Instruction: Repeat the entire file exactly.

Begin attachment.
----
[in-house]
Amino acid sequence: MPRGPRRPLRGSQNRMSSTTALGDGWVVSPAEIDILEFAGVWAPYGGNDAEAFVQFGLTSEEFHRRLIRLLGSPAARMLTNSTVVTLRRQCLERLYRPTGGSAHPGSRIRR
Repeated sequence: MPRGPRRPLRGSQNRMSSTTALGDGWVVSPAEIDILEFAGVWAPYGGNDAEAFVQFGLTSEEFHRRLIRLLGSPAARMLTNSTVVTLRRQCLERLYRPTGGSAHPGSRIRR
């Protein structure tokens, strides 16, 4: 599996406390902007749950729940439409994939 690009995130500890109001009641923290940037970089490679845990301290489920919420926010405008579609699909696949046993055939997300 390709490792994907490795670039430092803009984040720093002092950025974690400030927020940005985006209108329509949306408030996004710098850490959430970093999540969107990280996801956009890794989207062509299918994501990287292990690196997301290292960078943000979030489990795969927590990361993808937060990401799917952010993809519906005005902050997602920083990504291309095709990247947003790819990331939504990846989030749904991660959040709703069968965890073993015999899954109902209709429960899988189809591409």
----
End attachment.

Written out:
[in-house]
Amino acid sequence: MPRGPRRPLRGSQNRMSSTTALGDGWVVSPAEIDILEFAGVWAPYGGNDAEAFVQFGLTSEEFHRRLIRLLGSPAARMLTNSTVVTLRRQCLERLYRPTGGSAHPGSRIRR
Repeated sequence: MPRGPRRPLRGSQNRMSSTTALGDGWVVSPAEIDILEFAGVWAPYGGNDAEAFVQFGLTSEEFHRRLIRLLGSPAARMLTNSTVVTLRRQCLERLYRPTGGSAHPGSRIRR
């Protein structure tokens, strides 16, 4: 599996406390902007749950729940439409994939 690009995130500890109001009641923290940037970089490679845990301290489920919420926010405008579609699909696949046993055939997300 390709490792994907490795670039430092803009984040720093002092950025974690400030927020940005985006209108329509949306408030996004710098850490959430970093999540969107990280996801956009890794989207062509299918994501990287292990690196997301290292960078943000979030489990795969927590990361993808937060990401799917952010993809519906005005902050997602920083990504291309095709990247947003790819990331939504990846989030749904991660959040709703069968965890073993015999899954109902209709429960899988189809591409």